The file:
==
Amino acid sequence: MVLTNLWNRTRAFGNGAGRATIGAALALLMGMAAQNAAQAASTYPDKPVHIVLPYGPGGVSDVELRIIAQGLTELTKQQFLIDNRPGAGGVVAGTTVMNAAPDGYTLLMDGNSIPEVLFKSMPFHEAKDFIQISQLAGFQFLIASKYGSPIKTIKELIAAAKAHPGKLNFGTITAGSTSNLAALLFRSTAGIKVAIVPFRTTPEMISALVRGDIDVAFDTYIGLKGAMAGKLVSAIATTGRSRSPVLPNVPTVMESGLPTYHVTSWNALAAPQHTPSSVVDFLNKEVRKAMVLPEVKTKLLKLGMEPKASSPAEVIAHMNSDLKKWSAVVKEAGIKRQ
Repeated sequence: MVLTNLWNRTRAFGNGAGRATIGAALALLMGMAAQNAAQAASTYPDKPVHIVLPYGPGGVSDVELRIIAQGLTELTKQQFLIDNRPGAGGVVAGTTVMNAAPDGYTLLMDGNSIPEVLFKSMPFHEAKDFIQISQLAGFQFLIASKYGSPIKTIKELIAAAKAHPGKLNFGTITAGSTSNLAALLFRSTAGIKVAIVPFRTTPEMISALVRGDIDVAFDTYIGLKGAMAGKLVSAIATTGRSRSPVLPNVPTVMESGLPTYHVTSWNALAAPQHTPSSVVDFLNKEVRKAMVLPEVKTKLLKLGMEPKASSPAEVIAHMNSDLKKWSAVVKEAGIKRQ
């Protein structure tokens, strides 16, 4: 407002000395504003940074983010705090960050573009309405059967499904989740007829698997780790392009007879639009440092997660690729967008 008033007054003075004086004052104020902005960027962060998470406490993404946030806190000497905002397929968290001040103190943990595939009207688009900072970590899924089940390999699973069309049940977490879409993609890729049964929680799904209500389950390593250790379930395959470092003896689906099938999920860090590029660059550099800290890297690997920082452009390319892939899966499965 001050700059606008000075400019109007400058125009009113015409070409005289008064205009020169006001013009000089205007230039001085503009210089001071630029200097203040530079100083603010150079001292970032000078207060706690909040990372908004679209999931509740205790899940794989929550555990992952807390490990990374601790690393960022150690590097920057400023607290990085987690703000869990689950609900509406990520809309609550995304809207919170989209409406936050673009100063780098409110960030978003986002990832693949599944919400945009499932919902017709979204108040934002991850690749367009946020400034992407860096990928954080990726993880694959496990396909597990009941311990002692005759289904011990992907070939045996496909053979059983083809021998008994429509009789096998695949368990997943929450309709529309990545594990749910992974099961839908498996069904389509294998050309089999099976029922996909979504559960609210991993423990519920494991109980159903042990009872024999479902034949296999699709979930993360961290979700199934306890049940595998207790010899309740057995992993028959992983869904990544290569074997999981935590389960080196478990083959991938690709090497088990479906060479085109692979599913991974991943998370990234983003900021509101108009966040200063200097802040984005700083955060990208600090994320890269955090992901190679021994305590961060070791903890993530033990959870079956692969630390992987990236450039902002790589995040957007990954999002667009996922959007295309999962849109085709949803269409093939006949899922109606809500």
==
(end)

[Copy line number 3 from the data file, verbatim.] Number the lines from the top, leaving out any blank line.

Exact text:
């Protein structure tokens, strides 16, 4: 407002000395504003940074983010705090960050573009309405059967499904989740007829698997780790392009007879639009440092997660690729967008 008033007054003075004086004052104020902005960027962060998470406490993404946030806190000497905002397929968290001040103190943990595939009207688009900072970590899924089940390999699973069309049940977490879409993609890729049964929680799904209500389950390593250790379930395959470092003896689906099938999920860090590029660059550099800290890297690997920082452009390319892939899966499965 001050700059606008000075400019109007400058125009009113015409070409005289008064205009020169006001013009000089205007230039001085503009210089001071630029200097203040530079100083603010150079001292970032000078207060706690909040990372908004679209999931509740205790899940794989929550555990992952807390490990990374601790690393960022150690590097920057400023607290990085987690703000869990689950609900509406990520809309609550995304809207919170989209409406936050673009100063780098409110960030978003986002990832693949599944919400945009499932919902017709979204108040934002991850690749367009946020400034992407860096990928954080990726993880694959496990396909597990009941311990002692005759289904011990992907070939045996496909053979059983083809021998008994429509009789096998695949368990997943929450309709529309990545594990749910992974099961839908498996069904389509294998050309089999099976029922996909979504559960609210991993423990519920494991109980159903042990009872024999479902034949296999699709979930993360961290979700199934306890049940595998207790010899309740057995992993028959992983869904990544290569074997999981935590389960080196478990083959991938690709090497088990479906060479085109692979599913991974991943998370990234983003900021509101108009966040200063200097802040984005700083955060990208600090994320890269955090992901190679021994305590961060070791903890993530033990959870079956692969630390992987990236450039902002790589995040957007990954999002667009996922959007295309999962849109085709949803269409093939006949899922109606809500």